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The Carnivorous Island

Cover of "Life of Pi"
Cover of Life of Pi (Photo Credit:

A few nights ago DH and I went to see the movie Life of Pi in 3D.  I’ve commented previously on how much I loved this book, and the movie certainly lived up to my expectation (I still recommend you read the book, however).  One part of the book never made sense to me, though:  The Carnivorous Island.  When I read the book, I felt that part of the book was just so out of place – almost a little too far gone.  I actually felt that the inclusion of the island cheapened the book a little.

After watching the movie, I realized that the Island might probably be the most important part of the book, especially if you consider that the purpose of the story was to “make you believe in God.”

It’s been a while since I read the novel, so I can’t remember if there was some dialogue regarding the island added to the movie that wasn’t in the book.  It is highly probable, considering there were a few places in the movie where I know for sure, something that was said was not in the original narrative.  In the movie, when Pi was telling his houseguest about his interpretation of the island, he said something to the effect:

The island save my life, it fed me and rejuvenated me and I was willing to spend the rest of my life relying on the island instead of being lost at sea.  However, I realized that what the island gave to me by day, it took away by night.  If I stayed there the island would completely consume me and I would die on that island.

After hearing this, I thought back to events immediately preceding the scene in the movie where Pi lands on the island: Pi had finally given up on his efforts to survive.  He had no food or energy left, and he had no hope.  He completely resigned himself to death in his lifeboat and he thanked God for the life that he had lived.  Then he landed on the island.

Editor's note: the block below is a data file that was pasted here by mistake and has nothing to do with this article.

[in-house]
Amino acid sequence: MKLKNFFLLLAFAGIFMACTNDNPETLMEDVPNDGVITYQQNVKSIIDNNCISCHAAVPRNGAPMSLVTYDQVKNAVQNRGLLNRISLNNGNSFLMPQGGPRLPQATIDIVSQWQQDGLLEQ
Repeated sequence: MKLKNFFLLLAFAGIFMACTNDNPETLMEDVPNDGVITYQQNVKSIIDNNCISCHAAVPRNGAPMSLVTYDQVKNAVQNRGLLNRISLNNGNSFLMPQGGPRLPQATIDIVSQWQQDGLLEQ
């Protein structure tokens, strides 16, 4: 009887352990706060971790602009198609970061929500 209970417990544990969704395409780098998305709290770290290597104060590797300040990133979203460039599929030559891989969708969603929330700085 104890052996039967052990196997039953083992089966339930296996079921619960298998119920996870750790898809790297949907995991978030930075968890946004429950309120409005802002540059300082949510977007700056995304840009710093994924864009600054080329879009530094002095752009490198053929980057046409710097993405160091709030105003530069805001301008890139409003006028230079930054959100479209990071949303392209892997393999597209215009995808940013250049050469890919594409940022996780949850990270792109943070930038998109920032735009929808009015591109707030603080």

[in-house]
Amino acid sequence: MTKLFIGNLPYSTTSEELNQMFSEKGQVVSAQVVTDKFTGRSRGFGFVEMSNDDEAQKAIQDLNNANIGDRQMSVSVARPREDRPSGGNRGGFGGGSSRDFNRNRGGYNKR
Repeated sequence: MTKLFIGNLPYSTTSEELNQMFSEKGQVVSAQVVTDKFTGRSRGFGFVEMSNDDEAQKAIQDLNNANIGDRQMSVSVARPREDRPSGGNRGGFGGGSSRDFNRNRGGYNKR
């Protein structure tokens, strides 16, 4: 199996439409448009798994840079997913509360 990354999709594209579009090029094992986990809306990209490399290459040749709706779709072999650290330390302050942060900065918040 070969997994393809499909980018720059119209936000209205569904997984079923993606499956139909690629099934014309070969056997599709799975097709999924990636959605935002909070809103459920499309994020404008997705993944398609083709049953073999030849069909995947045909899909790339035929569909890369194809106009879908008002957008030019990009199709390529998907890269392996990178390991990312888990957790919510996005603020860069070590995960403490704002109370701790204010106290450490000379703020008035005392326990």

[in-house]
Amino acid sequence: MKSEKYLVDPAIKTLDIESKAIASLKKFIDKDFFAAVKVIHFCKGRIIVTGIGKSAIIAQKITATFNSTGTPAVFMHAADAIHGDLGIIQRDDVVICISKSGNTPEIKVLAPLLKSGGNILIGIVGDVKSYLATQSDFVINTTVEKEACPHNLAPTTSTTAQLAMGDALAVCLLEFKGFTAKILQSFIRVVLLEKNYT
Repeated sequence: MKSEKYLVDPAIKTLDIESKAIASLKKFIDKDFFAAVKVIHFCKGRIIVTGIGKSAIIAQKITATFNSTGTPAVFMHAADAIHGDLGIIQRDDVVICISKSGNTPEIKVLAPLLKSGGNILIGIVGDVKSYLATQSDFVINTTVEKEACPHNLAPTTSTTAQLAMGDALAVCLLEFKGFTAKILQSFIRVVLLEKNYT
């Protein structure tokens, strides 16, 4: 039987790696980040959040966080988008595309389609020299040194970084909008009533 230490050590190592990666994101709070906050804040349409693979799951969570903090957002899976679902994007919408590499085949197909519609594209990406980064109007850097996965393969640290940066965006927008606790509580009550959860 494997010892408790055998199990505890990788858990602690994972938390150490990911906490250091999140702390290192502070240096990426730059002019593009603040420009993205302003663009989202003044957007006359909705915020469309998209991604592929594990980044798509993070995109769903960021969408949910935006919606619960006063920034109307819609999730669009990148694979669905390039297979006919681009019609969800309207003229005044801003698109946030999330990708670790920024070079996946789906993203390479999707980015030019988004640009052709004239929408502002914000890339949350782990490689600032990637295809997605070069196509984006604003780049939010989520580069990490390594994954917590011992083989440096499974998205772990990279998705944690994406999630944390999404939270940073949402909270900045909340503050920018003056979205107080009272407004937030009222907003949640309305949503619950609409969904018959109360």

Suddenly it all made sense to me.  The Island represents God.  It represents everything God represents in the lives of people who believe in Him and rely on Him to help them through the challenges they face.  The metaphor is powerful but also precautionary.

The island is quite literally unbelievable, in much the same way that God is to the people who don’t believe in Him.  The island is all giving, saving, and revitalizing  and it comes into Pi’s life at the very moment that he gives up his will to live.  The island gives Pi everything he needs to build strength and to regain his desire to keep fighting to survive the challenges (the worse challenge ever) he faces.  And, then Pi stresses that if he relied on the island forever, it would consume him.  So he left the island.

This is where the island metaphor becomes precautionary.  The island provided refuge when it was needed, it supported him and nursed him back to good health and strength; However, Pi knew that living on the island for the rest of his life would actually harm him and consume his life in a way that he would never want.  It is easy to oversee the disadvantages of such a positive, strengthening, and all-providing resource, especially when it arrives at a time when it is most needed.  Unfortunately, we cannot rely on someone else to live out the rest of our lives, even if He is God.